Advocates for the bill want people to report stolen guns so law enforcement will know another weapon is loose in the community and to aid investigations.
Other measures still floating in the Legislature include a bill to arm teachers if they have a conceal/carry permit issued by the state and a bill to allow any private citizen to make an arrest and possibly use a weapon if they see someone committing a crime.
But while Gov. Lee and most Republican lawmakers oppose moving on gun-related bills while the pain of the shooting incident is fresh, many Democrats believe bills should be passed this session in an effort to stop mass shootings.
“128 mass shootings in America this year and today is day 87 of the year 2023!” the Tennessee Black Caucus of State Legislators said in a statement. “When will enough be enough? Our ‘prayers’ need to become more thoughtful and intentional regarding this issue.”
Senate Minority Leader Raumesh Akbari pointed out on the day of the killings that “faith without works is dead.”
The caucus said it backs President Joe Biden’s call for Congress to pass a ban on assault rifles. Two of the weapons used in the Covenant shooting were AR-15s.
The group also opposes lowering the gun-carry age to 18 and adding long guns to the list of weapons people could carry openly.
Rep. Sam McKenzie, chairman of the black caucus, said Wednesday the church school proves “it can happen to anybody, anywhere” and noted he hopes the General Assembly will pass “something to say we get it.”
Neither Democrats nor the black caucus want to undermine the Second Amendment, the Knoxville Democrat said.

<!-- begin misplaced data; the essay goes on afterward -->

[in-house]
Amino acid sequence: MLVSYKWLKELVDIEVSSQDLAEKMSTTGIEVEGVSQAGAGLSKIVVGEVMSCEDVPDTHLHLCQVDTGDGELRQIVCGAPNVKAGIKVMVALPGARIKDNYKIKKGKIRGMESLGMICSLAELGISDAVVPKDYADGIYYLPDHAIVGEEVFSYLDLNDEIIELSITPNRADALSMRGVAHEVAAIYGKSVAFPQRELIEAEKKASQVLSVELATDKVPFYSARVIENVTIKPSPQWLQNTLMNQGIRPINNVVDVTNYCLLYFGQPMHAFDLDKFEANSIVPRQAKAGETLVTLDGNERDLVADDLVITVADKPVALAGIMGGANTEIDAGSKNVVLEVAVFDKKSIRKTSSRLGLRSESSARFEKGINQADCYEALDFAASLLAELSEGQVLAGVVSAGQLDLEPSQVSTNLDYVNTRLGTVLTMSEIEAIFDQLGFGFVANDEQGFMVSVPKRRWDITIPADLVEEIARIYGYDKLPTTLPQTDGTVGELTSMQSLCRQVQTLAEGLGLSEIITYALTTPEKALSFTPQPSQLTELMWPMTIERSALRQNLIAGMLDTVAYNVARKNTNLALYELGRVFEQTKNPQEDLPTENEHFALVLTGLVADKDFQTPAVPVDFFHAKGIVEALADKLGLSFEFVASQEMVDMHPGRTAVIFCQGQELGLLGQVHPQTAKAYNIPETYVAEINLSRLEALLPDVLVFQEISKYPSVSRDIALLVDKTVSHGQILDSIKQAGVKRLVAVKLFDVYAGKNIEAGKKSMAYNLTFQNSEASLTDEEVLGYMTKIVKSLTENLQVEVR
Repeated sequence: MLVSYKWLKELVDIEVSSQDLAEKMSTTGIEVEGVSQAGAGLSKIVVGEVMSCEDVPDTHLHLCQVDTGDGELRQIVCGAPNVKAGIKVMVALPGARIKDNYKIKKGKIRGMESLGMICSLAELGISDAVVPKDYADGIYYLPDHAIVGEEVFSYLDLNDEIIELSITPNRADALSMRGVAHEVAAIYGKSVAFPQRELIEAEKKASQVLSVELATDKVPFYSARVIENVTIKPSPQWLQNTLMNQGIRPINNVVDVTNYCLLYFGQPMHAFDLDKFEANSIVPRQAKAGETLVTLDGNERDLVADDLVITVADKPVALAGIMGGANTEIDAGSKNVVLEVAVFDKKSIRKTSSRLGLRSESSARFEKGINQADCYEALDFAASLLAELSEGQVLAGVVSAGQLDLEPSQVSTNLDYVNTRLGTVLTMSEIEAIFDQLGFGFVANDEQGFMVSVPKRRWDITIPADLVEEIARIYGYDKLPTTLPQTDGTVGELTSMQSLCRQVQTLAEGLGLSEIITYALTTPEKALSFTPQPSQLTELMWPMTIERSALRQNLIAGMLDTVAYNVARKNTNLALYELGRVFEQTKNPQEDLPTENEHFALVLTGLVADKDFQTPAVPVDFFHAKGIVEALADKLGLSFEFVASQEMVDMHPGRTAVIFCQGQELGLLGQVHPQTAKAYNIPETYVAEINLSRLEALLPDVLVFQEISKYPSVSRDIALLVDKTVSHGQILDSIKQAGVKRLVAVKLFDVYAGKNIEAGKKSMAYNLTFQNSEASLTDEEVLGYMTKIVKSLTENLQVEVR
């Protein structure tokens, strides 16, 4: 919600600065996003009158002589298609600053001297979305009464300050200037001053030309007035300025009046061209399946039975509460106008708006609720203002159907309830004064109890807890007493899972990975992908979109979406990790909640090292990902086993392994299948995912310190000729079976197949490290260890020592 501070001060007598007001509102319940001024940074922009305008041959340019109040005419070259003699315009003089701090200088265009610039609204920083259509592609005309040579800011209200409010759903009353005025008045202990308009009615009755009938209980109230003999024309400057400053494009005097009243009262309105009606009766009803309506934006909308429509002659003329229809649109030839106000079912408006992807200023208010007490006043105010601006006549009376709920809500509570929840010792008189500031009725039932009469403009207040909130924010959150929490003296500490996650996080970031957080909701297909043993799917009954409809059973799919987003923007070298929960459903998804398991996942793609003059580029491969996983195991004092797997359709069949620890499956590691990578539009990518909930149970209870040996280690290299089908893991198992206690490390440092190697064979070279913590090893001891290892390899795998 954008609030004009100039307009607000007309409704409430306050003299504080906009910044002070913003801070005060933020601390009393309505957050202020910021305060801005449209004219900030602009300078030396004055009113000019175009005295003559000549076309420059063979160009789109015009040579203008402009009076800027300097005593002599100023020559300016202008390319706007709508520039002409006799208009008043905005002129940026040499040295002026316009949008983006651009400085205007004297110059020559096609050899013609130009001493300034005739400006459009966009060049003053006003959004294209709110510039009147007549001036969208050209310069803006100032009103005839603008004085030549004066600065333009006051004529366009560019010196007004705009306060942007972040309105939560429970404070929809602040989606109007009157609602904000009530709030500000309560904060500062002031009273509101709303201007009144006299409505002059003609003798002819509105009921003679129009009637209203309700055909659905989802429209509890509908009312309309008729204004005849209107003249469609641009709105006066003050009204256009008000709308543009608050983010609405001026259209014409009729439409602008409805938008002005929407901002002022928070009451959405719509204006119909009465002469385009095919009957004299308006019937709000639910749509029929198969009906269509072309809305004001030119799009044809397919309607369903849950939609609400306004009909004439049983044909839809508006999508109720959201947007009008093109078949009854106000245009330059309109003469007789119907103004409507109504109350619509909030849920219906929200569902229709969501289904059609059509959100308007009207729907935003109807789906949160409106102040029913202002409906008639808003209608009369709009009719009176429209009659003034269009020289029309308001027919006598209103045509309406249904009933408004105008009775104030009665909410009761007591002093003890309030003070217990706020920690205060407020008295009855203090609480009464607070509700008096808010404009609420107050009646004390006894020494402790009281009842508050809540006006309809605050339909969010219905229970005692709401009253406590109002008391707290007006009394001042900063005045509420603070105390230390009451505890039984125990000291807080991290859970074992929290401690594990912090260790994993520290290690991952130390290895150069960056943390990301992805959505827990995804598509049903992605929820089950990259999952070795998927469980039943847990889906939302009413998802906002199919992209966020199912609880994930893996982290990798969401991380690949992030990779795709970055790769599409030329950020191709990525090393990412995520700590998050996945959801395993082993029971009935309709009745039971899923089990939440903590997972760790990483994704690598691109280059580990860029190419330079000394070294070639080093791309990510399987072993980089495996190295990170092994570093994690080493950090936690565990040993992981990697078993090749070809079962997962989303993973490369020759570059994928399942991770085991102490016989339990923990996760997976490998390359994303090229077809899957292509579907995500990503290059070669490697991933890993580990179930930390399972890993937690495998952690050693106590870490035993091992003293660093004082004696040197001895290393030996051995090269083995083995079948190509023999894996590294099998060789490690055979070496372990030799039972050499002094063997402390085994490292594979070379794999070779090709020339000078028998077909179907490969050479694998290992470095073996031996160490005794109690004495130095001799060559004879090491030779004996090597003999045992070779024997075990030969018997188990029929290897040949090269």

“But to have a gun that can push a hundred to 200 bullets in a minute, is that really what our forefathers wanted when they created the Second Amendment? Probably not. It would be the right to bear cannons,” McKenzie said.
In addition to opposing the bill to lower the gun-carry age to 18 will stall, despite the court order, McKenzie predicted Democrats will try to pass legislation to control military-type weapons and to enact red flag laws and keep guns away from mentally unstable people.
Rep. Gloria Johnson, D-Knoxville, has sponsored a red flag bill nearly every year she’s been in the Legislature but failed to pass it. She plans to run it next year, in addition to a safe weapon storage bill.
“The Antioch church, the Waffle House situation and the Covenant School situation, those could have prevented those incidents, because parents or someone close to all of those perpetrators were aware there were issues with mental health,” Johnson said, referring to recent mass shootings in Nashville.
A person closely related to a person suffering from mental instability would be able to petition the court to have the person’s guns taken.
The measure has failed in recent years when Republican lawmakers said they didn’t want to put law enforcement officers in the dangerous situation of trying to confiscate someone’s weapons.